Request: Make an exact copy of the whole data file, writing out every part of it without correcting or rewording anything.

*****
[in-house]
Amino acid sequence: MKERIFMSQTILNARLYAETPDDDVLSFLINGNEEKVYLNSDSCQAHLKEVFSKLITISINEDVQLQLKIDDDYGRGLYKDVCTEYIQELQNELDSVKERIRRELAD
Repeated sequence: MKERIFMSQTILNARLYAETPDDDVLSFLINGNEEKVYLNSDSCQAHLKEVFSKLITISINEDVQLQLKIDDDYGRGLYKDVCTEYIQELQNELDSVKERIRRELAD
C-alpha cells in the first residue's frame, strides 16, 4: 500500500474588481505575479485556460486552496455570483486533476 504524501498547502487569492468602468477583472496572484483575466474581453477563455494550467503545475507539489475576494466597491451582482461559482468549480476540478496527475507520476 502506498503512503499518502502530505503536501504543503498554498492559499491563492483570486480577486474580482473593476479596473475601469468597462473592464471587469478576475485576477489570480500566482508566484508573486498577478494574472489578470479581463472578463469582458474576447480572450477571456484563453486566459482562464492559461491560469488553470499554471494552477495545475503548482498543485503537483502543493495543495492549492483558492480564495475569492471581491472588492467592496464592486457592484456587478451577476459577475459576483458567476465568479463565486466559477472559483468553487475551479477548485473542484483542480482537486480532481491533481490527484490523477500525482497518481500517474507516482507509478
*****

[in-house]
Amino acid sequence: MKERIFMSQTILNARLYAETPDDDVLSFLINGNEEKVYLNSDSCQAHLKEVFSKLITISINEDVQLQLKIDDDYGRGLYKDVCTEYIQELQNELDSVKERIRRELAD
Repeated sequence: MKERIFMSQTILNARLYAETPDDDVLSFLINGNEEKVYLNSDSCQAHLKEVFSKLITISINEDVQLQLKIDDDYGRGLYKDVCTEYIQELQNELDSVKERIRRELAD
C-alpha cells in the first residue's frame, strides 16, 4: 500500500474588481505575479485556460486552496455570483486533476 504524501498547502487569492468602468477583472496572484483575466474581453477563455494550467503545475507539489475576494466597491451582482461559482468549480476540478496527475507520476 502506498503512503499518502502530505503536501504543503498554498492559499491563492483570486480577486474580482473593476479596473475601469468597462473592464471587469478576475485576477489570480500566482508566484508573486498577478494574472489578470479581463472578463469582458474576447480572450477571456484563453486566459482562464492559461491560469488553470499554471494552477495545475503548482498543485503537483502543493495543495492549492483558492480564495475569492471581491472588492467592496464592486457592484456587478451577476459577475459576483458567476465568479463565486466559477472559483468553487475551479477548485473542484483542480482537486480532481491533481490527484490523477500525482497518481500517474507516482507509478